House Expands DNA Evidence Use

Rape victims and convicted felons would both have greater access to DNA (search) testing under legislation the House passed Wednesday.

The bill would provide $755 million in grants over the next five years to clear the backlog of some 350,000 untested DNA samples in rape evidence kits nationwide, and another $500 million for training and improvements at crime laboratories.

Similar legislation is stalled in the Senate but negotiators there have been struggling to reach an accord before Congress adjourns at the end of the week. The House vote was 393-14.

Rep. William Delahunt, D-Mass., said the bill is aimed at repairing the two sides of injustice when mistakes happen.

"Think of the human costs when an innocent person is executed or spends long years in jail," he said. "Imagine the scars when a victim waits years to know the identity of their assailant."

House Judiciary Committee Chairman James Sensenbrenner, R-Wis., accused the Justice Department (search) of being obstinate and unreasonable in its refusal to compromise on the legislation.

Lawmakers, he said, "bent over backwards to try to satisfy their concerns. No matter how much we bent, nothing could satisfy them."

Justice officials have complained that the bill could limit the use of DNA testing currently being done, and may make it more difficult for states trying to prosecute death penalty cases.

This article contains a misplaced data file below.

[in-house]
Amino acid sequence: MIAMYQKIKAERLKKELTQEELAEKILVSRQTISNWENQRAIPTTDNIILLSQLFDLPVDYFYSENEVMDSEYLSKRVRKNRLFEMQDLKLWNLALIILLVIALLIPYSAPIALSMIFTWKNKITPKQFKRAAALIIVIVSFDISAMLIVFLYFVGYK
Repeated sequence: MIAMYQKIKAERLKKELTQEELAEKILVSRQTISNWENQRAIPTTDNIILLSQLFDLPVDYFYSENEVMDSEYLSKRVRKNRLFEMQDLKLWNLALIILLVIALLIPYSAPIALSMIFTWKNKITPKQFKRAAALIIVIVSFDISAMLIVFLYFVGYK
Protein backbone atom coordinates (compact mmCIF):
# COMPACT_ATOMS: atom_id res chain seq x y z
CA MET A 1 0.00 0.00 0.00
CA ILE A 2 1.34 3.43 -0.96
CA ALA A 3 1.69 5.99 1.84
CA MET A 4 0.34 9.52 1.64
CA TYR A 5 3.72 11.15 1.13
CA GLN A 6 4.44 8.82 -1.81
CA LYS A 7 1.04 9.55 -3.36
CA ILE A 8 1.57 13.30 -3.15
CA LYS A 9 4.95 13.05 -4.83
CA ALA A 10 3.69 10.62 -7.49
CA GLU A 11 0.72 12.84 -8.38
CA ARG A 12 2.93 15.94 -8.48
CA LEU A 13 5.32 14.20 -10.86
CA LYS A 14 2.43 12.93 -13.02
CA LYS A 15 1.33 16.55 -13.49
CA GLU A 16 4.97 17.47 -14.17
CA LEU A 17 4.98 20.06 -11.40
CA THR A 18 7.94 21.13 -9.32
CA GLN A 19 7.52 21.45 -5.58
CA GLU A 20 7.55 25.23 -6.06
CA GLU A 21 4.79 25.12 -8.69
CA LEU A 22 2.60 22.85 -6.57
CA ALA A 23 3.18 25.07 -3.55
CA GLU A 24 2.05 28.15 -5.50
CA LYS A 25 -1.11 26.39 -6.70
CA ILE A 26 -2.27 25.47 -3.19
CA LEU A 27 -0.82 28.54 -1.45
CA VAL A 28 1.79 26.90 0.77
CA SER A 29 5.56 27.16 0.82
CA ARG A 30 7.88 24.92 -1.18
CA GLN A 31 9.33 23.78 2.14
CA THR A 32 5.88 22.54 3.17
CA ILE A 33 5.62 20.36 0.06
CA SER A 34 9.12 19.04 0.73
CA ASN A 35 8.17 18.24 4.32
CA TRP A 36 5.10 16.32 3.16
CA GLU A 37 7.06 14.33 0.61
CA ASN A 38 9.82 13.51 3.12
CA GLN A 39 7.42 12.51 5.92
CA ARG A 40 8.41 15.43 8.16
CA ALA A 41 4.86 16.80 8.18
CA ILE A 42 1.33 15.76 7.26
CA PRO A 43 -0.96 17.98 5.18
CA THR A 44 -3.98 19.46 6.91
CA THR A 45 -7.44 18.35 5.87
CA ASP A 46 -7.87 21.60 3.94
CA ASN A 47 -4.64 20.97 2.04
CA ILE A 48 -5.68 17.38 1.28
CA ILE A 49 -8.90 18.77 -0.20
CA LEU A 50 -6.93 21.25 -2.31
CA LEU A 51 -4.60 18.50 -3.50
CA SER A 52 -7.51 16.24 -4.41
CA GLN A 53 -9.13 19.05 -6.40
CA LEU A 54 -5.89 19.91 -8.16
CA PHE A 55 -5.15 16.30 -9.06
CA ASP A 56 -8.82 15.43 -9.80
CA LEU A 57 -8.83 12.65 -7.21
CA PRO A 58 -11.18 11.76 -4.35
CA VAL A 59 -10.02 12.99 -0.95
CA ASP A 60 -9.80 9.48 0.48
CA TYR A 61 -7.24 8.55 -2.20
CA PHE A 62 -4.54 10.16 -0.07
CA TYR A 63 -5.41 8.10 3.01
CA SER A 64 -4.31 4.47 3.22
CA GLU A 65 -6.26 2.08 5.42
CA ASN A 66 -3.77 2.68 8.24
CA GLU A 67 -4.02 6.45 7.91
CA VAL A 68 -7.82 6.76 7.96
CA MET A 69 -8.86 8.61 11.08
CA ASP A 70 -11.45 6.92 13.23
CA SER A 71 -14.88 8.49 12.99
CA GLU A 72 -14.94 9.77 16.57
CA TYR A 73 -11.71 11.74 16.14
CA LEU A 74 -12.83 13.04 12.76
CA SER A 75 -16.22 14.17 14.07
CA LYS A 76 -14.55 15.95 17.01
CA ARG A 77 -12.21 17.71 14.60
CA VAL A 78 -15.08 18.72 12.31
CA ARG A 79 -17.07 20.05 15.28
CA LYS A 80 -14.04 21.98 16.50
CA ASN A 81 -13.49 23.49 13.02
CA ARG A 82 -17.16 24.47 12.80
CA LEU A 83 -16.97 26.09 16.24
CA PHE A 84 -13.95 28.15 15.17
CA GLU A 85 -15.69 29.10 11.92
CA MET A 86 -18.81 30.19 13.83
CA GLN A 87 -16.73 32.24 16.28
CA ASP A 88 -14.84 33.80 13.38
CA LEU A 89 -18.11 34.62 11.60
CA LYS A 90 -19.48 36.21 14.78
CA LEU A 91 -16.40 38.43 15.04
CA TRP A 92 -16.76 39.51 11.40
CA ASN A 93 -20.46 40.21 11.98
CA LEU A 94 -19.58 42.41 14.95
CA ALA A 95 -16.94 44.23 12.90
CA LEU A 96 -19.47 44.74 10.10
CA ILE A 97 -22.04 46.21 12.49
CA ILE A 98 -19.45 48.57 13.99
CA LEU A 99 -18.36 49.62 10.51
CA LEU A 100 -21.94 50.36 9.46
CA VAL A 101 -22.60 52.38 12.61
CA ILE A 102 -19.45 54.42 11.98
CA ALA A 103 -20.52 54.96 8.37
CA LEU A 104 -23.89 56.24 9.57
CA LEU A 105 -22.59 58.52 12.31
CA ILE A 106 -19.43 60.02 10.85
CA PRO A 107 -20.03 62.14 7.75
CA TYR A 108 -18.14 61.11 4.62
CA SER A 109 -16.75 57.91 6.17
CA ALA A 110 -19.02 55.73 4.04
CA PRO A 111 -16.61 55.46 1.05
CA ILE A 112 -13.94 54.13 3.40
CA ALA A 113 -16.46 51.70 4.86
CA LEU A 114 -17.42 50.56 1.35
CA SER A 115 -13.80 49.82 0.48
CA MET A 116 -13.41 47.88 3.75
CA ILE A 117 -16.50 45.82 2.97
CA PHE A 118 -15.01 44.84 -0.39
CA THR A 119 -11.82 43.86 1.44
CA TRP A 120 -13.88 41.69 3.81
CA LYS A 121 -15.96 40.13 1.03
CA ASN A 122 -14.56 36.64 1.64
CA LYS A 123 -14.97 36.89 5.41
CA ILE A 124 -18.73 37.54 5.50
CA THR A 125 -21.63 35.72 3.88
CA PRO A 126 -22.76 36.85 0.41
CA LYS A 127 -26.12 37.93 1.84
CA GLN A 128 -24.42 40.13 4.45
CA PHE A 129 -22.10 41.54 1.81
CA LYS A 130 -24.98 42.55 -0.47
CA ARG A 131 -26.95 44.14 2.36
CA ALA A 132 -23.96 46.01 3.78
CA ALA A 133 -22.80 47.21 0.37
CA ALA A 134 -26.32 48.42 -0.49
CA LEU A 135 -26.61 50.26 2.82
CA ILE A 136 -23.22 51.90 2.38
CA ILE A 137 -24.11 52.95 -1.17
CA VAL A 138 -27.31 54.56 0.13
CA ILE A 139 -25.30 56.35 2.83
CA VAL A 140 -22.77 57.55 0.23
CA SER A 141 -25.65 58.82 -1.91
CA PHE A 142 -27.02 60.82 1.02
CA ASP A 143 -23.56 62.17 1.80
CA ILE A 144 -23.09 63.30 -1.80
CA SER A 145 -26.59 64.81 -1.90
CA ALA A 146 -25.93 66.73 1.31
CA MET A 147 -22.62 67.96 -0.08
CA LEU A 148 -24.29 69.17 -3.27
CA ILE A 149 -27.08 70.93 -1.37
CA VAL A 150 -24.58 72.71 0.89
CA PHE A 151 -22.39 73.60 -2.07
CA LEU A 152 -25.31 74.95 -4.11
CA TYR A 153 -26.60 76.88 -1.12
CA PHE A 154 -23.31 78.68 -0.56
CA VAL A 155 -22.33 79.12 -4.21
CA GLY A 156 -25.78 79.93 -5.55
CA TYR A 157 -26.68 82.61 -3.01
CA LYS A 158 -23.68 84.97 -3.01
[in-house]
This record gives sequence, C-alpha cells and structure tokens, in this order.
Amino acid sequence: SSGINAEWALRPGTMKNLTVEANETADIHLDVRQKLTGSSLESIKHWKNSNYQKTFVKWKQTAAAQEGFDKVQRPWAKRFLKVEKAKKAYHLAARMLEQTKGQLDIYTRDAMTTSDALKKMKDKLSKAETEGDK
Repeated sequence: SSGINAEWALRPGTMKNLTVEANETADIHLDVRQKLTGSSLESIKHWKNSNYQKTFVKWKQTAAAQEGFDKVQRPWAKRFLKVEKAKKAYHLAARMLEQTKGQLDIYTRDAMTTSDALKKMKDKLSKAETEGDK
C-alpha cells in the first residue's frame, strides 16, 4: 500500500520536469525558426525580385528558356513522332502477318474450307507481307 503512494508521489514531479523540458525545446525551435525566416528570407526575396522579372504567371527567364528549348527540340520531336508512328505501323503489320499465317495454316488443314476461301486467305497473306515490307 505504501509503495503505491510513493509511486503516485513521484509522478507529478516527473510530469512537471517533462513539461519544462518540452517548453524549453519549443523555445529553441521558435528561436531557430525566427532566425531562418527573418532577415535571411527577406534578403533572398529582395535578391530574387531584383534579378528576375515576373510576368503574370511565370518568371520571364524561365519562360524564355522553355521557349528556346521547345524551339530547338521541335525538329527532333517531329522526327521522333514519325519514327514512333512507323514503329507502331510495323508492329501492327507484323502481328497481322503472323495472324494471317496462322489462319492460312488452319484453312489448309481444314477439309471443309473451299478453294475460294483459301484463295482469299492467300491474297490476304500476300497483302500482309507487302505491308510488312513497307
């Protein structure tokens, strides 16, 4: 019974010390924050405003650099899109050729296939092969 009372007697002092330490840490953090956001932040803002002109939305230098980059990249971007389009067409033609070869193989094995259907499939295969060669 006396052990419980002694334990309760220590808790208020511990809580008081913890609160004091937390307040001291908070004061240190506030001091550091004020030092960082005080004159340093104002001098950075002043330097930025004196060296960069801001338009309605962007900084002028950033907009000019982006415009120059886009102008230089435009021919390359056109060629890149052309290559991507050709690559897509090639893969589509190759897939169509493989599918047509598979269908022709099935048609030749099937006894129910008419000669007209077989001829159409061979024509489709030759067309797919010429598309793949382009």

Rep. Jeff Flake, R-Az., said he was concerned the bill would allow inmates who pleaded guilty more than five years ago to ask for new trials, traumatizing victims and making it difficult for prosecutors to try the case again.

Sensenbrenner said the bill puts the burden on prosecutors to show a DNA test should not be granted during the first five years after conviction, but after five years the burden is on the defense to show it should be conducted.

The House passed similar legislation nearly a year ago. In an effort to win its Senate approval, the House this time added a victims' rights measure (search) that the Senate passed in April. It provides $155 million for victims' assistance program.

Victims groups have pushed for the bill, which was inspired by two people: Kirk Bloodsworth of Maryland, who was cleared by DNA testing after spending nine years in prison, including two on death row, on rape and murder charges; and Debbie Smith, a Virginia resident, who waited six years for DNA evidence to identify the man who raped her.